6 There was also a small fraction of helium (about 8% of all atoms), which instead consists of a nucleus of two protons and two neutrons, and two electrons.

7 As it marks the phase transition combining protons and electrons. Confusingly, there is no reason for it to be called recombination, suggesting they had been combined before: these were the very first neutral atoms ever to be formed. The term Reionization (a process introduced before long) on the other hand is consistent, as it returned the Universe to its initial, ionised state.

8 The Universe’s expansion also caused it to cool in the first place. Its other important effect, which is to cool down radiation like the CMB, astronomers refer to as cosmological redshift, and will be discussed further below.

9 Alternative theories exist, which for example argue they should instead be explained by the relics of an ancient aeon that existed before the Big Bang, within a theoretical framework called Conformal Cyclic Cosmology.

A projected map of the Cosmic Microwave Background radiation across the entire sky, as measured by the Planck satellite. Red shows slightly higher temperatures, blue slightly lower. Credit: Planck Collaboration/ESA

The first stars and galaxies

After recombination, the Universe entered a period called the Dark Ages, to highlight the contrast with the period to follow: Cosmic Dawn,10 which saw the formation of the first stars, and subsequently the first galaxies. Stars are formed when a gas cloud becomes sufficiently dense for it to collapse under its own gravity. The star is stabilised by the onset of nuclear fusion in its incredibly dense and hot core, generating an enormous amount energy that prevents its further collapse and is then radiated away: this is what causes a star to shine. Stars like the Sun can live billions of years, while more massive stars burn their fuel relatively quickly. The most massive stars then end in spectacular supernova explosions, polluting its surroundings with the products of its nuclear fusion as well as newly produced heavy elements.11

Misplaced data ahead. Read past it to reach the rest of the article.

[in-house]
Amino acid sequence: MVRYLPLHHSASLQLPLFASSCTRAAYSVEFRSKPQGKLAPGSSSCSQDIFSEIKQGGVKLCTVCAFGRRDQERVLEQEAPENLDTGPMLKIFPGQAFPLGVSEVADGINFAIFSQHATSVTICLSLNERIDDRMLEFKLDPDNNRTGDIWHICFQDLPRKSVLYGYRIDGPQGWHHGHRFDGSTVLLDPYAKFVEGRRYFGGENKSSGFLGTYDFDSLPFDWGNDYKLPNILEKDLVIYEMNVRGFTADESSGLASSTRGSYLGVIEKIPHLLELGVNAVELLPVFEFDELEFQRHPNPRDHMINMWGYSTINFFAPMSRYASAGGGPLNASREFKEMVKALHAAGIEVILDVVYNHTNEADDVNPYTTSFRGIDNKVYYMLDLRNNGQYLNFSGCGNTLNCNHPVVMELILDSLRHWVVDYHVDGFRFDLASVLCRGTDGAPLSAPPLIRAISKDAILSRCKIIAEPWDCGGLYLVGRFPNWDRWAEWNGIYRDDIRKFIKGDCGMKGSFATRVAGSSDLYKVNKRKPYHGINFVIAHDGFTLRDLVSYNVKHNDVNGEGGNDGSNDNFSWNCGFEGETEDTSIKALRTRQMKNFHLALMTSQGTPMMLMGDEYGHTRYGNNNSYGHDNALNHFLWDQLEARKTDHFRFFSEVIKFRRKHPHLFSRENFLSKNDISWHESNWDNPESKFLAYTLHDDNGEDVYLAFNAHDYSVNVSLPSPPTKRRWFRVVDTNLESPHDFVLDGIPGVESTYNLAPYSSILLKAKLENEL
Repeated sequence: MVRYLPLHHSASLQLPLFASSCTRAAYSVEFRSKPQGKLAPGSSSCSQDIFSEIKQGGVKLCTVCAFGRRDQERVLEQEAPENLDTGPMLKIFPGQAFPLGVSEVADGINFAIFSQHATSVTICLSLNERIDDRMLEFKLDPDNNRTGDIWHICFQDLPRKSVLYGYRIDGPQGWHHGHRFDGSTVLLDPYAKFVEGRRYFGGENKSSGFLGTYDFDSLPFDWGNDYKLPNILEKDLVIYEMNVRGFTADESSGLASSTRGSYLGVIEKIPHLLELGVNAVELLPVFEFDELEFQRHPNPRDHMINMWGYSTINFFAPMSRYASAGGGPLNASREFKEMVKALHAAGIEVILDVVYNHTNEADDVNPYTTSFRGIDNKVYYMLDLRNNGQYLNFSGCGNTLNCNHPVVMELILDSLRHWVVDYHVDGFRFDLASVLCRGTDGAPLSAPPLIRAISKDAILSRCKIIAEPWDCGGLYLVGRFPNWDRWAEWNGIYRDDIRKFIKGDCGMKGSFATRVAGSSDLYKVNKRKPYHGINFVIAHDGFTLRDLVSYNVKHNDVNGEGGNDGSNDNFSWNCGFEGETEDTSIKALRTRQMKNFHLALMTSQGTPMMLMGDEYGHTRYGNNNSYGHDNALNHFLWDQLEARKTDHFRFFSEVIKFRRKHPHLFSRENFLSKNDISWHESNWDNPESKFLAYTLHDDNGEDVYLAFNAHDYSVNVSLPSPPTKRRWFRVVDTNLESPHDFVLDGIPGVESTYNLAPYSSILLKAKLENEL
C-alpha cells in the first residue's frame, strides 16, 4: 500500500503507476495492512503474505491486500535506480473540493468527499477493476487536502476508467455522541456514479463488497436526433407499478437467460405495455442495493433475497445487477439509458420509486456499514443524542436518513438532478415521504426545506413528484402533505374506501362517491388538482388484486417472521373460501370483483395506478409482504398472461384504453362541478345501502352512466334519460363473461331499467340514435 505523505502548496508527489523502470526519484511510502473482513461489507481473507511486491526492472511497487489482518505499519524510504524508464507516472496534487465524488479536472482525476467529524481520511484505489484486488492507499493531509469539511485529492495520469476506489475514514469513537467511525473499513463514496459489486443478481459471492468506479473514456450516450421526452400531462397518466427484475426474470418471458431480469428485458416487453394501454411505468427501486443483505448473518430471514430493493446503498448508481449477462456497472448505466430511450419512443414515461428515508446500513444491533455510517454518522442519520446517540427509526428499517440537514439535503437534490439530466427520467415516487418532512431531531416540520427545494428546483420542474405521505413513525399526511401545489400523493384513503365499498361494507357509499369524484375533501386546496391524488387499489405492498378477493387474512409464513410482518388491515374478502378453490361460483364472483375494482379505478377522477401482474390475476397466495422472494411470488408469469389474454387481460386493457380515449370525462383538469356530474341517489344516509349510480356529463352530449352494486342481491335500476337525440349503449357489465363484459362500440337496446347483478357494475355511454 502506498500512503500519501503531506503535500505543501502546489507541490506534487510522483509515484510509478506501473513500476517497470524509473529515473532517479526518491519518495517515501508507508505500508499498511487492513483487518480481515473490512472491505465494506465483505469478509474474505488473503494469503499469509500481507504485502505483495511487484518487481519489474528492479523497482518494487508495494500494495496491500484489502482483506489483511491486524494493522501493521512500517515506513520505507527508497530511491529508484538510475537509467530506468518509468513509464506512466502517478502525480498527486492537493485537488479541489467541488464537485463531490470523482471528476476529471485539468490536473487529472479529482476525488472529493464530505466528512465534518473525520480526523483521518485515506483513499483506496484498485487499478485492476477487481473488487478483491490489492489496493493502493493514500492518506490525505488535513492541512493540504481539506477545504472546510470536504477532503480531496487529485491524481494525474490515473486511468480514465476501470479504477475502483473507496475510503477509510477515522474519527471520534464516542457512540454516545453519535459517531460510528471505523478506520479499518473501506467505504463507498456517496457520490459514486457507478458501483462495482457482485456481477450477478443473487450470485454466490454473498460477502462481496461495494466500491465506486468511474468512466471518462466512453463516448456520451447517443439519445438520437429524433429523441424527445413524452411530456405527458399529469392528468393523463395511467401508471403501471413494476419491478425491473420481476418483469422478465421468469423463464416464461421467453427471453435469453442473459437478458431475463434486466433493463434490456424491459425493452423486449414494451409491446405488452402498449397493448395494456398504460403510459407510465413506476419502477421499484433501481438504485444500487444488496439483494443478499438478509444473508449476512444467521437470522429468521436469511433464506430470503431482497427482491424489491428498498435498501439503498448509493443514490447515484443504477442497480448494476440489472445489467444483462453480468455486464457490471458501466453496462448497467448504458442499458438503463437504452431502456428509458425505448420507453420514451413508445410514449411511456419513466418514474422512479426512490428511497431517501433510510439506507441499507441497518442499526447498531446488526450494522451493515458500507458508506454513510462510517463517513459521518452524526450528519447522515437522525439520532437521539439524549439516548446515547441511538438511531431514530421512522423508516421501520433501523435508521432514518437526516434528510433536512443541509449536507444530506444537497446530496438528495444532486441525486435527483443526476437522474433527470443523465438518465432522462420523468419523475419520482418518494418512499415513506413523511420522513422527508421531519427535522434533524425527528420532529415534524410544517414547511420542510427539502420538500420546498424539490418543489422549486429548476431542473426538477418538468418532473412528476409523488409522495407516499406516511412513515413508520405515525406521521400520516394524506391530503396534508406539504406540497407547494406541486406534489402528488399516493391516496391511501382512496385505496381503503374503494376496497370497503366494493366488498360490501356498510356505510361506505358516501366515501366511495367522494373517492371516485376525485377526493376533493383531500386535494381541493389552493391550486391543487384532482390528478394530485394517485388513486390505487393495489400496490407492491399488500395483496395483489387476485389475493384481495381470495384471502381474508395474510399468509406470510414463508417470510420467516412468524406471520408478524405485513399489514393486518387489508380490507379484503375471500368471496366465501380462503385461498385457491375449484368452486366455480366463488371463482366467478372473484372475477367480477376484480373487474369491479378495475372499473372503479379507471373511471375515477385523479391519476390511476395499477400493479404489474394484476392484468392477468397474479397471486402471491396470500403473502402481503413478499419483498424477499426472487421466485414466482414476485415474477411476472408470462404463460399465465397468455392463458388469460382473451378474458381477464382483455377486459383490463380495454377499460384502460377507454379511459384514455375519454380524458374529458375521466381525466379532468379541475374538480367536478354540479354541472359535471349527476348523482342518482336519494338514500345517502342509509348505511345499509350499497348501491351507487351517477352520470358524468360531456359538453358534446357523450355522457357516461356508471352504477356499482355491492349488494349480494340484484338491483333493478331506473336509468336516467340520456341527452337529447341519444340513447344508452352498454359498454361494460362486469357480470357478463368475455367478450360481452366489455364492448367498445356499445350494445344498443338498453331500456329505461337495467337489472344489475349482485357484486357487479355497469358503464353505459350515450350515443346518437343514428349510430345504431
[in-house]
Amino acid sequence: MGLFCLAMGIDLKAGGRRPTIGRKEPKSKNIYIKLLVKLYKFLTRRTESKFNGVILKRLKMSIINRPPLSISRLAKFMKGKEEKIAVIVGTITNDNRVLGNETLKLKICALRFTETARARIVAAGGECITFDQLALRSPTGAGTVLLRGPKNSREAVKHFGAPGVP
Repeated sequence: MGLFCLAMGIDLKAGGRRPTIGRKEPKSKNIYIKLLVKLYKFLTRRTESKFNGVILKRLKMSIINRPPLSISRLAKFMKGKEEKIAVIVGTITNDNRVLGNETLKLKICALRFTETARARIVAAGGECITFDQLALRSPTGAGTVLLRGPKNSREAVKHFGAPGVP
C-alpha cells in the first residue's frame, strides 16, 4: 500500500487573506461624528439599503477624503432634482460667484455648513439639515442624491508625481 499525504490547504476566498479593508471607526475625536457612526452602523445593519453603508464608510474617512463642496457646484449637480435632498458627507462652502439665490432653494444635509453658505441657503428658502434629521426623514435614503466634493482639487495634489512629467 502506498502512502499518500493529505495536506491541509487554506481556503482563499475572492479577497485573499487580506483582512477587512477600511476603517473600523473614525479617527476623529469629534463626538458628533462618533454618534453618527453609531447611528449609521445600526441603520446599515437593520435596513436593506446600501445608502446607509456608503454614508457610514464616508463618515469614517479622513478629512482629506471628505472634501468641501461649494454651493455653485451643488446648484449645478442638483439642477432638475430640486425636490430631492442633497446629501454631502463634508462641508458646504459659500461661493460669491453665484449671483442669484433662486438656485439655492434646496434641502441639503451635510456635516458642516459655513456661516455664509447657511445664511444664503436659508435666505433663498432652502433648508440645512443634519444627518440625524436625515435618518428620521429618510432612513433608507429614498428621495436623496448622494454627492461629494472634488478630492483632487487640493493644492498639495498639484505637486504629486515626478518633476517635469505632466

From this point, starlight would illuminate the Universe, contributing to reionise (ionise means to strip an atomic nucleus from its electrons) the then neutral Universe with ultraviolet (UV) light. During this Epoch of Reionization (see schematic overview below), protons and electrons that had earlier formed neutral hydrogen atoms were split up once again by these energetic UV photons – another important cosmic milestone, as this meant ultraviolet light could now (almost) travel unimpeded without being absorbed by any intervening neutral hydrogen. In addition, the UV photons that were energetic enough to ionise hydrogen often had some excess energy, which significantly heated the intergalactic medium, the enormous gas reservoirs between galaxies (which at this point started forming stars rapidly) that provide fuel for the next generation of stars to form.

10 There is also a Cosmic Noon, which is used to refer to the peak of star formation roughly 10 billion years ago, when the Universe was ‘only’ about 3 billion years old. We could therefore call the present day Cosmic Afternoon.

11 You can also call it enriching: all the carbon and oxygen that we are made of – most elements other than hydrogen or helium, in fact – were originally formed and distributed by stars in this way, inspiring the famous Carl Sagan quote “We are made of star stuff.”

This diagram depicts the major milestones in the evolution of the Universe since the Big Bang, about 13.8 billion years ago. It is not to scale. The Universe was in a neutral state at 400 thousand years after the Big Bang and remained that way until light from the first generation of stars started to ionise the hydrogen. After several hundred million years, the gas in the Universe was completely ionised.